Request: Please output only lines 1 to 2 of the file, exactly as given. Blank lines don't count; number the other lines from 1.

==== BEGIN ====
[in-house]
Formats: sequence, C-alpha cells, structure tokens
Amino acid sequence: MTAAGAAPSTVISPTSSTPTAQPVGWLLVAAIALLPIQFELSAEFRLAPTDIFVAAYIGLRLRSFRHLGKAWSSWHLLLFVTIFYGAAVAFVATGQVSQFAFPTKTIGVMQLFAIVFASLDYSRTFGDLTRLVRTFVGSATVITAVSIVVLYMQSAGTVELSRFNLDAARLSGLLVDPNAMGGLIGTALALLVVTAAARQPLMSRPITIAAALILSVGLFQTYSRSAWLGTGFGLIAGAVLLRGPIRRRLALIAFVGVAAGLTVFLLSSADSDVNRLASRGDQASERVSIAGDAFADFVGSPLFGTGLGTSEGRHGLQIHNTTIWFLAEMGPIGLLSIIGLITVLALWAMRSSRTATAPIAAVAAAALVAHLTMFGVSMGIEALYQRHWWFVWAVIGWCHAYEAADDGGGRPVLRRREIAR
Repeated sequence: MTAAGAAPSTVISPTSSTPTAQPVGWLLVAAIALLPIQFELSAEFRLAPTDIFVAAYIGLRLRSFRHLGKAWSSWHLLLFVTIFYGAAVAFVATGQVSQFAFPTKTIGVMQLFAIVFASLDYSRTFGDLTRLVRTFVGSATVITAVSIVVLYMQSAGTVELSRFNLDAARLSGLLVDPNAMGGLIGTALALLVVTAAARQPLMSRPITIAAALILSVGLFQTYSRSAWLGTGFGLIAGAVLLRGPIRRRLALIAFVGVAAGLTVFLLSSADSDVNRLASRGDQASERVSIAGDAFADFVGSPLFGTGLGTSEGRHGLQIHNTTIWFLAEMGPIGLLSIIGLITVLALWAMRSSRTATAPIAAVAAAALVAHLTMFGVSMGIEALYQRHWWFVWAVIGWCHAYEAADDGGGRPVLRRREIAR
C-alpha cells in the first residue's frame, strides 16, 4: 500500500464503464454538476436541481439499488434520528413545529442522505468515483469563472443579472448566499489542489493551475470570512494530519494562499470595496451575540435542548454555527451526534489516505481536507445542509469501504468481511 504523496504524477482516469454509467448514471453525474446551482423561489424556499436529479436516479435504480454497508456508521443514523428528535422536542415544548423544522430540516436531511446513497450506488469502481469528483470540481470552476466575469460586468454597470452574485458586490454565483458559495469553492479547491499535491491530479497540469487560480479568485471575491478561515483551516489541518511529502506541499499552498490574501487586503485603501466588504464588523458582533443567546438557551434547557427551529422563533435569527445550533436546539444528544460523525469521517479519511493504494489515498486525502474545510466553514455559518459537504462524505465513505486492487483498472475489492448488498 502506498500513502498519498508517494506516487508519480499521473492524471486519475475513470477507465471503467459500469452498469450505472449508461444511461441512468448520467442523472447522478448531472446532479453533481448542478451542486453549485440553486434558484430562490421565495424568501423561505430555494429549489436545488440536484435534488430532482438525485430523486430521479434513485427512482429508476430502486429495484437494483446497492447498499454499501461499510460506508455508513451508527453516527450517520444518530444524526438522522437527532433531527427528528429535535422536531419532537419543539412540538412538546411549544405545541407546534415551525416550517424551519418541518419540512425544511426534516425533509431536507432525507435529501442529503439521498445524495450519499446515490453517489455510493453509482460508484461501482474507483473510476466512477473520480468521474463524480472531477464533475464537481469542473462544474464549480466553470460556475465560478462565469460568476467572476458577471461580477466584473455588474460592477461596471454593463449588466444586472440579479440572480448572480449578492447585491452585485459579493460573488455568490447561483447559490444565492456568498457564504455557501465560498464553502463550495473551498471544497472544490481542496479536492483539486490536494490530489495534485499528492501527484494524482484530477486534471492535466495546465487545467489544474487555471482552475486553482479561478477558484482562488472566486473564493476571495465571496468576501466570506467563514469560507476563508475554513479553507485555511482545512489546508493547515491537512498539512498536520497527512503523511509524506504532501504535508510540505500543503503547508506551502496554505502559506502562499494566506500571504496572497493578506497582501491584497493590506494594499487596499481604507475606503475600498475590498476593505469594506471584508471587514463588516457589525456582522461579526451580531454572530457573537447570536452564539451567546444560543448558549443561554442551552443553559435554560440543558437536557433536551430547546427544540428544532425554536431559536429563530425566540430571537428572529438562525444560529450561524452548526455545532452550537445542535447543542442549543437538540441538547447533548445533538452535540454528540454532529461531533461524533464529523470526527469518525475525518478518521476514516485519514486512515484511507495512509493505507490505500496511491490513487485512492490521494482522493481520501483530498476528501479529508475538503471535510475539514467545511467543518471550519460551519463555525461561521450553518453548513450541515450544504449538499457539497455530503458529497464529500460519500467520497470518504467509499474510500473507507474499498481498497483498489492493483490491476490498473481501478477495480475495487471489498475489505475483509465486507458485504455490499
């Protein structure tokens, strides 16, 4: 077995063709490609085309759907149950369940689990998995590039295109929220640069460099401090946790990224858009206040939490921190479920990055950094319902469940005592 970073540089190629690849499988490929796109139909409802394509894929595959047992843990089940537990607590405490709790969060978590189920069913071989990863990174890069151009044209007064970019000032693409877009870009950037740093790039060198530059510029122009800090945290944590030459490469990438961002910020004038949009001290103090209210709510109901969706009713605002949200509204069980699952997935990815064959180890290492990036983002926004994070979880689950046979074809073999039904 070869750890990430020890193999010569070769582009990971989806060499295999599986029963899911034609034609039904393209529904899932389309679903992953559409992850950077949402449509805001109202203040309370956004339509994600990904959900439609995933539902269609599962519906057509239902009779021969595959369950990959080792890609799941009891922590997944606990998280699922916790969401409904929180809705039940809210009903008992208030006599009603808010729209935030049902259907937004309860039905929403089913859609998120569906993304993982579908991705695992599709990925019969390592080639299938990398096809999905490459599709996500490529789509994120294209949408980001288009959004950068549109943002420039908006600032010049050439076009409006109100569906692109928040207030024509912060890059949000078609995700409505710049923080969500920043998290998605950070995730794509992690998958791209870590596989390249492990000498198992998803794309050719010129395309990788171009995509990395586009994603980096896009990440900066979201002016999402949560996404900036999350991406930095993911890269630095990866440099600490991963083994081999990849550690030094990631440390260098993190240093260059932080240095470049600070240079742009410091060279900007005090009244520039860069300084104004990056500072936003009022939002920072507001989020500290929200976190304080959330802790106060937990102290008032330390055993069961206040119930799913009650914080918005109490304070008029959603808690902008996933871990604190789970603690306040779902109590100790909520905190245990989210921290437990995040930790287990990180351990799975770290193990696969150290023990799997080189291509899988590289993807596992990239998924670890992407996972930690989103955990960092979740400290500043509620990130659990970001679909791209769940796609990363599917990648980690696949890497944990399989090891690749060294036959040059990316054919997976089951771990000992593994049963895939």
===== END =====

[in-house]
Formats: sequence, C-alpha cells, structure tokens